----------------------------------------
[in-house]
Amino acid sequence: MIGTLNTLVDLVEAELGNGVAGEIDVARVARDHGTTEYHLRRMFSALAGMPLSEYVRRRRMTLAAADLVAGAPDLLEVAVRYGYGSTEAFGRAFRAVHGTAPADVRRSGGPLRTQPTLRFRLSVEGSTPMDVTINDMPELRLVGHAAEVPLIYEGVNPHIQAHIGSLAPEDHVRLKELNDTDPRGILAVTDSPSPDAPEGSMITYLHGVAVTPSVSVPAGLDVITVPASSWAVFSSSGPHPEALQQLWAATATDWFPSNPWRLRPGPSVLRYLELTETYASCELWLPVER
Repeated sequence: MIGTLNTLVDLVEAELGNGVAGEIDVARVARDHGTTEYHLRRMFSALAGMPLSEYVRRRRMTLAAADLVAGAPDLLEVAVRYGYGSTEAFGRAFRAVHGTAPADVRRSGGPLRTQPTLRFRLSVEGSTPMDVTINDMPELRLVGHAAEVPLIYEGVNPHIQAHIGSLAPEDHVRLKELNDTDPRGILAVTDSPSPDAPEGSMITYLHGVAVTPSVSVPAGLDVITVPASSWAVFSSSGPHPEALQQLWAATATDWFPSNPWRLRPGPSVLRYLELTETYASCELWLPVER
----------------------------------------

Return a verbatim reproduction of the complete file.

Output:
[in-house]
Amino acid sequence: MIGTLNTLVDLVEAELGNGVAGEIDVARVARDHGTTEYHLRRMFSALAGMPLSEYVRRRRMTLAAADLVAGAPDLLEVAVRYGYGSTEAFGRAFRAVHGTAPADVRRSGGPLRTQPTLRFRLSVEGSTPMDVTINDMPELRLVGHAAEVPLIYEGVNPHIQAHIGSLAPEDHVRLKELNDTDPRGILAVTDSPSPDAPEGSMITYLHGVAVTPSVSVPAGLDVITVPASSWAVFSSSGPHPEALQQLWAATATDWFPSNPWRLRPGPSVLRYLELTETYASCELWLPVER
Repeated sequence: MIGTLNTLVDLVEAELGNGVAGEIDVARVARDHGTTEYHLRRMFSALAGMPLSEYVRRRRMTLAAADLVAGAPDLLEVAVRYGYGSTEAFGRAFRAVHGTAPADVRRSGGPLRTQPTLRFRLSVEGSTPMDVTINDMPELRLVGHAAEVPLIYEGVNPHIQAHIGSLAPEDHVRLKELNDTDPRGILAVTDSPSPDAPEGSMITYLHGVAVTPSVSVPAGLDVITVPASSWAVFSSSGPHPEALQQLWAATATDWFPSNPWRLRPGPSVLRYLELTETYASCELWLPVER